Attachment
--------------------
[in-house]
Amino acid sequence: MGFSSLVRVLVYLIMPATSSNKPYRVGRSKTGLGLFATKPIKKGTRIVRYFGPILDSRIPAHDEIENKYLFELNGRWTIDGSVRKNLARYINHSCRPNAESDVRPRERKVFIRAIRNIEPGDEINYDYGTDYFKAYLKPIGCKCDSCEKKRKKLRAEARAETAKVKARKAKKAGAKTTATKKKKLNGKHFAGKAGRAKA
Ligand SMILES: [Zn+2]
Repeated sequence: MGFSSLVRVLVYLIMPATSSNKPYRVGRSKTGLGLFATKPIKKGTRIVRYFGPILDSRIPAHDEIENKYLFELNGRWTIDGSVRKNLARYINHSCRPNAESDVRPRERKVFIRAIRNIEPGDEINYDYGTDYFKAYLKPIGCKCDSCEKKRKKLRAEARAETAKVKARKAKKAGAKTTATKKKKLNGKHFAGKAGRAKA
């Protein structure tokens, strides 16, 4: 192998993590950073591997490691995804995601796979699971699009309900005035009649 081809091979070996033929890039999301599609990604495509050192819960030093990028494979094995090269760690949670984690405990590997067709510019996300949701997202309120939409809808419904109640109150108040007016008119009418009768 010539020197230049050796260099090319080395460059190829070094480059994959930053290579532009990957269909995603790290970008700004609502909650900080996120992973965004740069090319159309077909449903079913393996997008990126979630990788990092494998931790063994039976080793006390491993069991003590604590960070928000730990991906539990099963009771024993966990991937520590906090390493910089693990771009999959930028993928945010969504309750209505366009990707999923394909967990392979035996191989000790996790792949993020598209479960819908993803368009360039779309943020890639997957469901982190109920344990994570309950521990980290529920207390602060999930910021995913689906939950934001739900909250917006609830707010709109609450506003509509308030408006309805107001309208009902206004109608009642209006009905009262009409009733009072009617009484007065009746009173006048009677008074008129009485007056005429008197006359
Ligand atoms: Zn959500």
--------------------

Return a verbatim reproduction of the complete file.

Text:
[in-house]
Amino acid sequence: MGFSSLVRVLVYLIMPATSSNKPYRVGRSKTGLGLFATKPIKKGTRIVRYFGPILDSRIPAHDEIENKYLFELNGRWTIDGSVRKNLARYINHSCRPNAESDVRPRERKVFIRAIRNIEPGDEINYDYGTDYFKAYLKPIGCKCDSCEKKRKKLRAEARAETAKVKARKAKKAGAKTTATKKKKLNGKHFAGKAGRAKA
Ligand SMILES: [Zn+2]
Repeated sequence: MGFSSLVRVLVYLIMPATSSNKPYRVGRSKTGLGLFATKPIKKGTRIVRYFGPILDSRIPAHDEIENKYLFELNGRWTIDGSVRKNLARYINHSCRPNAESDVRPRERKVFIRAIRNIEPGDEINYDYGTDYFKAYLKPIGCKCDSCEKKRKKLRAEARAETAKVKARKAKKAGAKTTATKKKKLNGKHFAGKAGRAKA
């Protein structure tokens, strides 16, 4: 192998993590950073591997490691995804995601796979699971699009309900005035009649 081809091979070996033929890039999301599609990604495509050192819960030093990028494979094995090269760690949670984690405990590997067709510019996300949701997202309120939409809808419904109640109150108040007016008119009418009768 010539020197230049050796260099090319080395460059190829070094480059994959930053290579532009990957269909995603790290970008700004609502909650900080996120992973965004740069090319159309077909449903079913393996997008990126979630990788990092494998931790063994039976080793006390491993069991003590604590960070928000730990991906539990099963009771024993966990991937520590906090390493910089693990771009999959930028993928945010969504309750209505366009990707999923394909967990392979035996191989000790996790792949993020598209479960819908993803368009360039779309943020890639997957469901982190109920344990994570309950521990980290529920207390602060999930910021995913689906939950934001739900909250917006609830707010709109609450506003509509308030408006309805107001309208009902206004109608009642209006009905009262009409009733009072009617009484007065009746009173006048009677008074008129009485007056005429008197006359
Ligand atoms: Zn959500």